As we get closer to drawing a lot more eyes on our guidebook, now is a
great opportunity to go back and read some or all of the content with
Following are ideas on what you can do with your comments or fixes:
In addition to reading the entirety for the sense of cohesion and
narrative, some things you might look out for:
* Grammatical anything.
* Glitches, messed up markup, etc.
* Whatever else catches your eye.
What to do if you find something to fix or comment on?
1. You can check the common bugs lists, this is where most easy typos
2. You can choose to find the .adoc file and do fixes to result in a
3. If you want to write up a list of comments and reference points (page
& para on PDF/link & para for HTML), you can put those in a single
GitHub issue, or an email, or a stand-alone document.
4. If Google Doc is your tool at this point or for this task, you can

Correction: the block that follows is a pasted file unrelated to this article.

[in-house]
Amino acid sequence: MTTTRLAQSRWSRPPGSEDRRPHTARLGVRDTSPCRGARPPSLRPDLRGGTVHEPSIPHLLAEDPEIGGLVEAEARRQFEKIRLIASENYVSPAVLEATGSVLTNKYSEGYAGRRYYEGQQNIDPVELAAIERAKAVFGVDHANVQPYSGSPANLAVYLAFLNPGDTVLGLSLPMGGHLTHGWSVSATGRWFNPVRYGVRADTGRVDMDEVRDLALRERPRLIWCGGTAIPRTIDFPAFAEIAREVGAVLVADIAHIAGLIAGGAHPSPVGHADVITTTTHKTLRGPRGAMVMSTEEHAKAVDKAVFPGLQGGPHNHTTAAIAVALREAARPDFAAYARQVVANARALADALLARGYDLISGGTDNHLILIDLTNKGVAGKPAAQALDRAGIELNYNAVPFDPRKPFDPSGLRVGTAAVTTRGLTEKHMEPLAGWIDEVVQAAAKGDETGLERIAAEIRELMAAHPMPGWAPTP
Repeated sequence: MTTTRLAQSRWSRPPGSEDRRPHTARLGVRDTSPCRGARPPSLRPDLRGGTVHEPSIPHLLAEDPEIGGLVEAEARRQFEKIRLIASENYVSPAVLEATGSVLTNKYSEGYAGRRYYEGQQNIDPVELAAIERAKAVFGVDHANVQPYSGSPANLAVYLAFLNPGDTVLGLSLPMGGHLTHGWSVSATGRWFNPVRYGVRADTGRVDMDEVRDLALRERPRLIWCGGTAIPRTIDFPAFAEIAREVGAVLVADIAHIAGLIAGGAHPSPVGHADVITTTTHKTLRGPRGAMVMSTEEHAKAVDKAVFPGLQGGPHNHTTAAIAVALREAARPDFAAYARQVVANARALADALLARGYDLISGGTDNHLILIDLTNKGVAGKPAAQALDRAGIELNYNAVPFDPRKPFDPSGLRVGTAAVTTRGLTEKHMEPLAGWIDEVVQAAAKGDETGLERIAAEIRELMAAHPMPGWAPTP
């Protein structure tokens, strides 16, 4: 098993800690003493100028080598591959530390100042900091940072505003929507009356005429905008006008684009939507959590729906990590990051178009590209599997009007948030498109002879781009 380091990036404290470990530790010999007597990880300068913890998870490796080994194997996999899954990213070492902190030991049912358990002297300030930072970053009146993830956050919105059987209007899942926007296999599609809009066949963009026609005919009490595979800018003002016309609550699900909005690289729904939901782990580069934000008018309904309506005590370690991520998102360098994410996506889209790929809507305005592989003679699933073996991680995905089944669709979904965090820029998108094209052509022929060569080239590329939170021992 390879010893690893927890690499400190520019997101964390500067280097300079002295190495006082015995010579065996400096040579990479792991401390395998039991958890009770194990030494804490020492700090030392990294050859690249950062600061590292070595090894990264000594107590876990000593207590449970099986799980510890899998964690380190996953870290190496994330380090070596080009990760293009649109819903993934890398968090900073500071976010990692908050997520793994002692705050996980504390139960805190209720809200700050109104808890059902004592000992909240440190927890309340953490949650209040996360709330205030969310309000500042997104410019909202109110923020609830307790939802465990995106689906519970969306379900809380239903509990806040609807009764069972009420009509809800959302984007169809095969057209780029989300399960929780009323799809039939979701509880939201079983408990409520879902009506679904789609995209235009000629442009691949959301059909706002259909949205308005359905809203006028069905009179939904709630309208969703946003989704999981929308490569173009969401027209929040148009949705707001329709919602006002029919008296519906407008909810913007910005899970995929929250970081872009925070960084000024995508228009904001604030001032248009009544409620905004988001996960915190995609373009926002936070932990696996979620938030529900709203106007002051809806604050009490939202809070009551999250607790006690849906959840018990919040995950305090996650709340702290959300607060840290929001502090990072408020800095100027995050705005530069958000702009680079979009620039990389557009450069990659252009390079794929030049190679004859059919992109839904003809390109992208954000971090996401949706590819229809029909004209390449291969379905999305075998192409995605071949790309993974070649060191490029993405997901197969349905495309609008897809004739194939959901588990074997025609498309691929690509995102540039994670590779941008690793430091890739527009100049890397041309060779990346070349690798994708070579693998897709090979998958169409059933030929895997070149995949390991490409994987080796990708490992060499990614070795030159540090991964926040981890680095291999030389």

pull in the doc to a Google Doc then share that with us for commenting
back on and make it public read-only, that would be great, too.
For the last two methods (3 & 4), once we are finished discussing any
proposed changes in an issue/doc/thread, we could use help from anyone
with experience or wanting to learn about editing Asciidoc directly and
using GitHub to make the pull request. You would go through the edits
and comments, make them in the associated files, then do a pull request
for the edits. I will train and hand-hold anyone interested in this.
* The PDF has some known issues; we'll try to get them all on the common
bug reports (below).
* We're shuffling in and around some content that has been coming in
since the 2.0 release; the idea is to roll in these additions and
changes for the debut (thus it'll really be 2.0.1 or so). I'll work to
keep that clean, and offer chances for reviews of the new content.
Karsten Wade [he/him/his]| Senior Community Architect | @quaid
Red Hat Open Source Program Office (OSPO) : @redhatopen